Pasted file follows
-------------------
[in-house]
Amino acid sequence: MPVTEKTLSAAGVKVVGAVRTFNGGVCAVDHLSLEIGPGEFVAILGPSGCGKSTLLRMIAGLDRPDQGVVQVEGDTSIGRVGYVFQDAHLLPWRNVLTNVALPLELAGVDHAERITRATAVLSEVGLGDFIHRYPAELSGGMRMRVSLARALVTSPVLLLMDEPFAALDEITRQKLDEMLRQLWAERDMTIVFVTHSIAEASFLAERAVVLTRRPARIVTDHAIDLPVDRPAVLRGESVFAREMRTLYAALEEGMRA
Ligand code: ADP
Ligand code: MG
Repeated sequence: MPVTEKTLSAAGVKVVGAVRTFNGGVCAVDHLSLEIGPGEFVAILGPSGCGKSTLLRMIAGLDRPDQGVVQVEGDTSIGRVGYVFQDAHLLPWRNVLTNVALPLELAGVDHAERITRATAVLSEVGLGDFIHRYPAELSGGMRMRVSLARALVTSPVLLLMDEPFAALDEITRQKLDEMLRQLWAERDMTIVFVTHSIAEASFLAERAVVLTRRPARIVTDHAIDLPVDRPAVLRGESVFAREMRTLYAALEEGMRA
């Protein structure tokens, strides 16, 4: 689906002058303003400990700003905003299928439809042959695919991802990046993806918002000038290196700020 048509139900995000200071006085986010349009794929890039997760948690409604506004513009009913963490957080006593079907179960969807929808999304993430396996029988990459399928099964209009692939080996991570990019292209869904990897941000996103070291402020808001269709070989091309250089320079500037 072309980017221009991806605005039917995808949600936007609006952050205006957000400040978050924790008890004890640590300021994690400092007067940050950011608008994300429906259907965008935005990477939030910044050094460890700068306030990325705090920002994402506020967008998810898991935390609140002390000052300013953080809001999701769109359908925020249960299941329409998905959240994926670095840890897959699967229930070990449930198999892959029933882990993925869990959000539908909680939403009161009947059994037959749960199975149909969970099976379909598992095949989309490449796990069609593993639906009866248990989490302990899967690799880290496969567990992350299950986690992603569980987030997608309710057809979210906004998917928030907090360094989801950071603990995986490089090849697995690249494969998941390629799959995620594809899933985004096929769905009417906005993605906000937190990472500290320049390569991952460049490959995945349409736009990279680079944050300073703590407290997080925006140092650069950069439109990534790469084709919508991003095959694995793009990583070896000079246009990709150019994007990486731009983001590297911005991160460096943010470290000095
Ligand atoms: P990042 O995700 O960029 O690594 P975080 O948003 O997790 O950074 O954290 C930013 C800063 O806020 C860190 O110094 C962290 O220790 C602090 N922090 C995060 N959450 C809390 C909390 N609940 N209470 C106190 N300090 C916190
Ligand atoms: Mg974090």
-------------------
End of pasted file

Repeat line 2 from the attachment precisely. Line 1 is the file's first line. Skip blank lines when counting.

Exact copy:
Amino acid sequence: MPVTEKTLSAAGVKVVGAVRTFNGGVCAVDHLSLEIGPGEFVAILGPSGCGKSTLLRMIAGLDRPDQGVVQVEGDTSIGRVGYVFQDAHLLPWRNVLTNVALPLELAGVDHAERITRATAVLSEVGLGDFIHRYPAELSGGMRMRVSLARALVTSPVLLLMDEPFAALDEITRQKLDEMLRQLWAERDMTIVFVTHSIAEASFLAERAVVLTRRPARIVTDHAIDLPVDRPAVLRGESVFAREMRTLYAALEEGMRA